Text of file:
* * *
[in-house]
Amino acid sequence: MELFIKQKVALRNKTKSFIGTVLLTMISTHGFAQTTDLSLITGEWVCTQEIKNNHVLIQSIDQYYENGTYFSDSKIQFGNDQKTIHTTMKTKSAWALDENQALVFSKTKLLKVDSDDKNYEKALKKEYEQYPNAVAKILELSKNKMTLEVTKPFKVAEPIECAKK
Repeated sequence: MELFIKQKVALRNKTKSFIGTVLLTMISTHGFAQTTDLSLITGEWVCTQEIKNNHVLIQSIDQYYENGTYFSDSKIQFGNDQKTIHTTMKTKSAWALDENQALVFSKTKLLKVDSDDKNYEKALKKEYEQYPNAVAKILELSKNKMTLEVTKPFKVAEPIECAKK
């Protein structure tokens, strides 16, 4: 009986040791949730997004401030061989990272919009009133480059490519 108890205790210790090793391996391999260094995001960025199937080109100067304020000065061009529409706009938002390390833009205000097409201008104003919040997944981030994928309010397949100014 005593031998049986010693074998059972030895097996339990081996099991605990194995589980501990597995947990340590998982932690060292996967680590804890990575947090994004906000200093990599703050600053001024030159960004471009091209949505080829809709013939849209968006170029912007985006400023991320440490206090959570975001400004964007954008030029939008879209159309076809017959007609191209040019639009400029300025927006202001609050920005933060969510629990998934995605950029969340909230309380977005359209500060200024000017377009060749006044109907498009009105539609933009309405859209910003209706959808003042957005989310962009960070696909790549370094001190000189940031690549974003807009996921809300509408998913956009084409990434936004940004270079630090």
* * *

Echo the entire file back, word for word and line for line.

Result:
[in-house]
Amino acid sequence: MELFIKQKVALRNKTKSFIGTVLLTMISTHGFAQTTDLSLITGEWVCTQEIKNNHVLIQSIDQYYENGTYFSDSKIQFGNDQKTIHTTMKTKSAWALDENQALVFSKTKLLKVDSDDKNYEKALKKEYEQYPNAVAKILELSKNKMTLEVTKPFKVAEPIECAKK
Repeated sequence: MELFIKQKVALRNKTKSFIGTVLLTMISTHGFAQTTDLSLITGEWVCTQEIKNNHVLIQSIDQYYENGTYFSDSKIQFGNDQKTIHTTMKTKSAWALDENQALVFSKTKLLKVDSDDKNYEKALKKEYEQYPNAVAKILELSKNKMTLEVTKPFKVAEPIECAKK
């Protein structure tokens, strides 16, 4: 009986040791949730997004401030061989990272919009009133480059490519 108890205790210790090793391996391999260094995001960025199937080109100067304020000065061009529409706009938002390390833009205000097409201008104003919040997944981030994928309010397949100014 005593031998049986010693074998059972030895097996339990081996099991605990194995589980501990597995947990340590998982932690060292996967680590804890990575947090994004906000200093990599703050600053001024030159960004471009091209949505080829809709013939849209968006170029912007985006400023991320440490206090959570975001400004964007954008030029939008879209159309076809017959007609191209040019639009400029300025927006202001609050920005933060969510629990998934995605950029969340909230309380977005359209500060200024000017377009060749006044109907498009009105539609933009309405859209910003209706959808003042957005989310962009960070696909790549370094001190000189940031690549974003807009996921809300509408998913956009084409990434936004940004270079630090």